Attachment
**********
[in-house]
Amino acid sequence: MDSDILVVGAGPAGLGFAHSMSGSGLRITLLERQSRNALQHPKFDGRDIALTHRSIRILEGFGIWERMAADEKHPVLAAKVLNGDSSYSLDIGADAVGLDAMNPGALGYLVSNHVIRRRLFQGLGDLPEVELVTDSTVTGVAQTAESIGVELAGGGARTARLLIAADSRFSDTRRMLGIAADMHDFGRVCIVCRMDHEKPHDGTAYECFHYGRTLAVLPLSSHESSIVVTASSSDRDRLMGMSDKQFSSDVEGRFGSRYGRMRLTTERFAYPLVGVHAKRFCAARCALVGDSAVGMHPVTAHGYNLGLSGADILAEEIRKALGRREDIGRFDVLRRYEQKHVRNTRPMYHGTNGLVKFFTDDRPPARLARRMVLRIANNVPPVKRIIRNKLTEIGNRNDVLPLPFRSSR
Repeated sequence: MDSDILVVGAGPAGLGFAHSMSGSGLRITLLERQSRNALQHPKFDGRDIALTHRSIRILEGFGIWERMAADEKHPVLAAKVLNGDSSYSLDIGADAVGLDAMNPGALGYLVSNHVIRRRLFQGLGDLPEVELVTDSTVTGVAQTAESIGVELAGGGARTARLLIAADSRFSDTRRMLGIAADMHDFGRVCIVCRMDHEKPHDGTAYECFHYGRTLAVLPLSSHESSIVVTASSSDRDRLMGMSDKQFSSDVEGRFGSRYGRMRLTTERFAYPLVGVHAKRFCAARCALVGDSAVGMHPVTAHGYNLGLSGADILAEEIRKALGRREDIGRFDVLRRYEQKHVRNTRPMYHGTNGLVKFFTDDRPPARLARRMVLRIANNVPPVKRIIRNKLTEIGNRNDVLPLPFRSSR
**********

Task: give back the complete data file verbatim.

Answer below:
[in-house]
Amino acid sequence: MDSDILVVGAGPAGLGFAHSMSGSGLRITLLERQSRNALQHPKFDGRDIALTHRSIRILEGFGIWERMAADEKHPVLAAKVLNGDSSYSLDIGADAVGLDAMNPGALGYLVSNHVIRRRLFQGLGDLPEVELVTDSTVTGVAQTAESIGVELAGGGARTARLLIAADSRFSDTRRMLGIAADMHDFGRVCIVCRMDHEKPHDGTAYECFHYGRTLAVLPLSSHESSIVVTASSSDRDRLMGMSDKQFSSDVEGRFGSRYGRMRLTTERFAYPLVGVHAKRFCAARCALVGDSAVGMHPVTAHGYNLGLSGADILAEEIRKALGRREDIGRFDVLRRYEQKHVRNTRPMYHGTNGLVKFFTDDRPPARLARRMVLRIANNVPPVKRIIRNKLTEIGNRNDVLPLPFRSSR
Repeated sequence: MDSDILVVGAGPAGLGFAHSMSGSGLRITLLERQSRNALQHPKFDGRDIALTHRSIRILEGFGIWERMAADEKHPVLAAKVLNGDSSYSLDIGADAVGLDAMNPGALGYLVSNHVIRRRLFQGLGDLPEVELVTDSTVTGVAQTAESIGVELAGGGARTARLLIAADSRFSDTRRMLGIAADMHDFGRVCIVCRMDHEKPHDGTAYECFHYGRTLAVLPLSSHESSIVVTASSSDRDRLMGMSDKQFSSDVEGRFGSRYGRMRLTTERFAYPLVGVHAKRFCAARCALVGDSAVGMHPVTAHGYNLGLSGADILAEEIRKALGRREDIGRFDVLRRYEQKHVRNTRPMYHGTNGLVKFFTDDRPPARLARRMVLRIANNVPPVKRIIRNKLTEIGNRNDVLPLPFRSSR